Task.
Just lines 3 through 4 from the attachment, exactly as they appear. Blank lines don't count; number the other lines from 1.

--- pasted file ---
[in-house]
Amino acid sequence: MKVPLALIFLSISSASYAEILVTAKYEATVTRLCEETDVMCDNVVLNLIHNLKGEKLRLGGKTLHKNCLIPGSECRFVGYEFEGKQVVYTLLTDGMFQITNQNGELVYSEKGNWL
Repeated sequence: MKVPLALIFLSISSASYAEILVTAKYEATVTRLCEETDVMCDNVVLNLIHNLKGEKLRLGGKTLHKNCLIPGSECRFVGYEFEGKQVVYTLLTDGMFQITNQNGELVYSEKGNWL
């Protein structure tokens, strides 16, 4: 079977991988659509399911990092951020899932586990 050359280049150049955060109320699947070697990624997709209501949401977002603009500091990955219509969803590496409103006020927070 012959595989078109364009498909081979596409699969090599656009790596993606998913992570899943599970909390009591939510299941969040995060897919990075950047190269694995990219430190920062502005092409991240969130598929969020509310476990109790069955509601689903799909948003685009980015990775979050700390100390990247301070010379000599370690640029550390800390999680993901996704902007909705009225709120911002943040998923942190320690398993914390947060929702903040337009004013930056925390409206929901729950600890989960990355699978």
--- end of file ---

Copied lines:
Repeated sequence: MKVPLALIFLSISSASYAEILVTAKYEATVTRLCEETDVMCDNVVLNLIHNLKGEKLRLGGKTLHKNCLIPGSECRFVGYEFEGKQVVYTLLTDGMFQITNQNGELVYSEKGNWL
């Protein structure tokens, strides 16, 4: 079977991988659509399911990092951020899932586990 050359280049150049955060109320699947070697990624997709209501949401977002603009500091990955219509969803590496409103006020927070 012959595989078109364009498909081979596409699969090599656009790596993606998913992570899943599970909390009591939510299941969040995060897919990075950047190269694995990219430190920062502005092409991240969130598929969020509310476990109790069955509601689903799909948003685009980015990775979050700390100390990247301070010379000599370690640029550390800390999680993901996704902007909705009225709120911002943040998923942190320690398993914390947060929702903040337009004013930056925390409206929901729950600890989960990355699978």